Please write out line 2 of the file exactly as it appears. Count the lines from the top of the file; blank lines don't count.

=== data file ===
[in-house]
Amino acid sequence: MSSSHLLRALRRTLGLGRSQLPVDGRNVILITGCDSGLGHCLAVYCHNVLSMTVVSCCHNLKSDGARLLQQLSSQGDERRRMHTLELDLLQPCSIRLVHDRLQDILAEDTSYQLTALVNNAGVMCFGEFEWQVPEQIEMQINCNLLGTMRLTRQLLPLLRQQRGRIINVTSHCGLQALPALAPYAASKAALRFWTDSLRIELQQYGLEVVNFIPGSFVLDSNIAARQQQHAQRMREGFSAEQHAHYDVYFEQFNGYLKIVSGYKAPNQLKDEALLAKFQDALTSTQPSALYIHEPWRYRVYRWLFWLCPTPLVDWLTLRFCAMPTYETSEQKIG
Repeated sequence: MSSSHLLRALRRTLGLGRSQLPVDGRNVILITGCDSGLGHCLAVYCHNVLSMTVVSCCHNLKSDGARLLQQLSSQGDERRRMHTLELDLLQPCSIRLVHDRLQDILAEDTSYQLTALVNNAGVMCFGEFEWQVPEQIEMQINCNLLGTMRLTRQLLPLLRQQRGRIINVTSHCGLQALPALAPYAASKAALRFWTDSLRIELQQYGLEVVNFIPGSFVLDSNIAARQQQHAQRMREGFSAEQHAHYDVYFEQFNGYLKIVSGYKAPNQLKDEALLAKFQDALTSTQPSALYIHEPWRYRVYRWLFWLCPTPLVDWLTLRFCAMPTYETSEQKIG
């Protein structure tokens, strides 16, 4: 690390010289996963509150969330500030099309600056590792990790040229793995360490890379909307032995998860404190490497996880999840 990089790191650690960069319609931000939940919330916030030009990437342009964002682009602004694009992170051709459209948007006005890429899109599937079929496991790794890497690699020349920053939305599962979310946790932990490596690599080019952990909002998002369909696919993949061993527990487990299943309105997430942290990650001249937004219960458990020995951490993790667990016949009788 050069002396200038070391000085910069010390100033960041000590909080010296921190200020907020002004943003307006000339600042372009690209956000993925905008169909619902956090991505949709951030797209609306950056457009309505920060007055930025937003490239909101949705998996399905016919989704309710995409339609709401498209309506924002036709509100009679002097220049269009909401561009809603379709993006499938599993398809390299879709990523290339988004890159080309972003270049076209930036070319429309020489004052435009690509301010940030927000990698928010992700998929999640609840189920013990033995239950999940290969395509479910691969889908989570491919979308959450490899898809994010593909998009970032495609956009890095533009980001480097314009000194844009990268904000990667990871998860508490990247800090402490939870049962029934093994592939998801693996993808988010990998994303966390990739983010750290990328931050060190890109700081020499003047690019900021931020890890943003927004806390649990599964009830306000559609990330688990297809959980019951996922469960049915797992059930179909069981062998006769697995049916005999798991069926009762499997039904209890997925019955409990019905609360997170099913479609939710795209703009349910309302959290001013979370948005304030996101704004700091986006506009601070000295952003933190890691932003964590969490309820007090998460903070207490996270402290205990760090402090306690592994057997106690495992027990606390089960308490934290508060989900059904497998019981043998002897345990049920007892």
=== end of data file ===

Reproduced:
Amino acid sequence: MSSSHLLRALRRTLGLGRSQLPVDGRNVILITGCDSGLGHCLAVYCHNVLSMTVVSCCHNLKSDGARLLQQLSSQGDERRRMHTLELDLLQPCSIRLVHDRLQDILAEDTSYQLTALVNNAGVMCFGEFEWQVPEQIEMQINCNLLGTMRLTRQLLPLLRQQRGRIINVTSHCGLQALPALAPYAASKAALRFWTDSLRIELQQYGLEVVNFIPGSFVLDSNIAARQQQHAQRMREGFSAEQHAHYDVYFEQFNGYLKIVSGYKAPNQLKDEALLAKFQDALTSTQPSALYIHEPWRYRVYRWLFWLCPTPLVDWLTLRFCAMPTYETSEQKIG